In The Land Of FREE we still Keep on Rockin'

I was so much older then, I'm younger than that now

Plain and Fancy

Music gives soul to universe, wings to mind, flight to imagination, charm to sadness, and life to everything.

Plato

Wednesday, November 24, 2021

Various Artists - Morning Of The Earth (1972 australia, fantastic blend of folk prog soft classic rock, 2002 remaster)



In 1972, Albert Falzon made a film that would forever change the way the world thought about surfing. The film was Morning of the Earth. For many people it was the very first time they came to recognise surfing as a complete lifestyle. This recognition, coupled with mind-blowing, innovative surfing made the film a classic that has remained vital for over 40 years.Albe’s portrayal of all things pure and simple influenced generations, and passed on an enduring sprit to our culture, our music, and our lifestyle.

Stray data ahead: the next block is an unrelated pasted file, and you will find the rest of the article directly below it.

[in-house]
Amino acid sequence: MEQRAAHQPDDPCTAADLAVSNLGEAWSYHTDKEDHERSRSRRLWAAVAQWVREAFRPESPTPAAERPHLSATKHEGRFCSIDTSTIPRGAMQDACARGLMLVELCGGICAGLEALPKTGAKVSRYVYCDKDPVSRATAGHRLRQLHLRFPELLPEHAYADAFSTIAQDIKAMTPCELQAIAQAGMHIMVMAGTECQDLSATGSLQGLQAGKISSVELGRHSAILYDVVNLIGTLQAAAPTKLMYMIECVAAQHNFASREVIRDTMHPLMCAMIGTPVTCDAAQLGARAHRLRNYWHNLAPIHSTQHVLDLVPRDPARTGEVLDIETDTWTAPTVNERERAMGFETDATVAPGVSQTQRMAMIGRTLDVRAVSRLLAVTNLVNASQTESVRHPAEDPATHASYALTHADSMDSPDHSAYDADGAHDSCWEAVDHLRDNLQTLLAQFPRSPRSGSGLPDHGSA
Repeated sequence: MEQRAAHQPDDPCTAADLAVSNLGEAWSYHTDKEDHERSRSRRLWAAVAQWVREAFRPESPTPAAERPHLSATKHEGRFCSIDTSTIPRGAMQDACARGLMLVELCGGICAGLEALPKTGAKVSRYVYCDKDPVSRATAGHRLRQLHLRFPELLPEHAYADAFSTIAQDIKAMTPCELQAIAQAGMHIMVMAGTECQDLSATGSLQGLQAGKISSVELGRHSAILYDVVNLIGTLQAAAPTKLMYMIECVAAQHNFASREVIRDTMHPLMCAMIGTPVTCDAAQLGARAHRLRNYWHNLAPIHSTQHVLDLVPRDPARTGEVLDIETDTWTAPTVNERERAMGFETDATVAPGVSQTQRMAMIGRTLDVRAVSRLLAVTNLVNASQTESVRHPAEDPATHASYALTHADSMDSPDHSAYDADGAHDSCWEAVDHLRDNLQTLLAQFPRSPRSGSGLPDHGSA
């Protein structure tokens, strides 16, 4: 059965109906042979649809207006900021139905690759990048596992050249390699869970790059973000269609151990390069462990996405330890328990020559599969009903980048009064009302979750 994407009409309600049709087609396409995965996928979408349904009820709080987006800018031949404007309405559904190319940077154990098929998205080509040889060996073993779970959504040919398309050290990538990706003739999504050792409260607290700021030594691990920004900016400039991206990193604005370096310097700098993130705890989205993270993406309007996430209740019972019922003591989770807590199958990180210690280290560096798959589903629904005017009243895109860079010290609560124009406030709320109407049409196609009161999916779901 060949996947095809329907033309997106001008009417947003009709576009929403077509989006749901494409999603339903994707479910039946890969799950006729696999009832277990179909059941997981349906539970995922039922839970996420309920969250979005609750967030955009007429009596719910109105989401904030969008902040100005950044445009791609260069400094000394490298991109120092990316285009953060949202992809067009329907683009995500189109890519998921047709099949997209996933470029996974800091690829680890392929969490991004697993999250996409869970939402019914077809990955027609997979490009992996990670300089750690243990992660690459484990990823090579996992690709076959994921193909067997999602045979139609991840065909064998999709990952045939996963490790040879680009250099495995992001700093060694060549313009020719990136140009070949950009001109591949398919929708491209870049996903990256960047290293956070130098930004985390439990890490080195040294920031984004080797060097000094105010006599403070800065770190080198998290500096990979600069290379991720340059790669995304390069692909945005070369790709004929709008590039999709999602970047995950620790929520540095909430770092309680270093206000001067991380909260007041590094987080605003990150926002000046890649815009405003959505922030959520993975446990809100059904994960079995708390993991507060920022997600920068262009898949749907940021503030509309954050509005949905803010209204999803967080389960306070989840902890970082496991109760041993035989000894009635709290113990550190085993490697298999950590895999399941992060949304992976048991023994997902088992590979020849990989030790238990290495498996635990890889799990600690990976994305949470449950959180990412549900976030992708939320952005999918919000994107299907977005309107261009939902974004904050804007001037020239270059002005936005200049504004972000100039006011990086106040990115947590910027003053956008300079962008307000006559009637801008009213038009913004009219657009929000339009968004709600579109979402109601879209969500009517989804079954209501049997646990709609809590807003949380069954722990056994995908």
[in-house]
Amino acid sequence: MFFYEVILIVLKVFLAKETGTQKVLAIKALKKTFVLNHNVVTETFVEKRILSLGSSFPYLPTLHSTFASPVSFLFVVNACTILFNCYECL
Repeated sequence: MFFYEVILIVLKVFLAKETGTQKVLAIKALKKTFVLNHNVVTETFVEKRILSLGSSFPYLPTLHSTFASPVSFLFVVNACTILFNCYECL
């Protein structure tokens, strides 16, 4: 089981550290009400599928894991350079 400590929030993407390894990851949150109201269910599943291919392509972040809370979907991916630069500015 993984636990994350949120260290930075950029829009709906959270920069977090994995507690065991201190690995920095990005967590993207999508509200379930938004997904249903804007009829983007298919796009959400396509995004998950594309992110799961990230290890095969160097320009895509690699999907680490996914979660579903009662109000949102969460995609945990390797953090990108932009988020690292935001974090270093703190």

Morning of the Earth took a unique approach to music. For the first time, music was not treated as a background or incidental to the vision on the screen. The music was the narrator, with each track played in its entirety. The original soundtrack produced the Australian #1 single Open Up Your Heart and was the first Australian soundtrack to achieve gold sales. It was also recently included in the 100 Best Australian Albums.
Tracks
Artist - Title - Composer
1. G. Wayne Thomas - Morning Of The Earth (G. Wayne Thomas) - 5:06
2. Terry Hannagan - I'll Be Alright (John Capek, Terry Hannagan) - 4:05
3. Tamam Shud - First Things First (Tim Gaze) - 4:06
4. Brian Cadd - Sure Feels Good (Brian Cadd) - 3:44
5. Ticket - Awake (Eddie Hansen, Trevor Tombleson, Ricky Ball, Paul Woolright) - 5:20
6. G. Wayne Thomas - Getting Back (G. Wayne Thoma) - 5:06
7. G. Wayne Thomas - Open Up Your Heart (G. Wayne Thoma) - 3:42
8. Ticket - Dream Chant (Eddie Hansen, Trevor Tombleson, Ricky Ball, Paul Woolright) - 8:13
9. John J. Francis - Simple Ben (John J. Francis) - 7:43
10.Tamam Shud - Bali Waters (Lindsay Bjerre) - 6:16
11.Brian Cadd - Making It On Your Own (Brian Cadd) - 5:56
12.Peter Howe (Ullawatu) (Peter Howe) - 2:53
13.G. Wayne Thomas - Day Comes (G. Wayne Thomas) - 2:55
14.Tamam Shud - Sea The Swells (Lindsay Bjerre) - 6:15
15.Peter Howe (I'm Alive) (Peter Howe) - 3:42
16.Brian Cadd - Come With Me (Brian Cadd) - 4:55

Related Acts

Sunday, November 21, 2021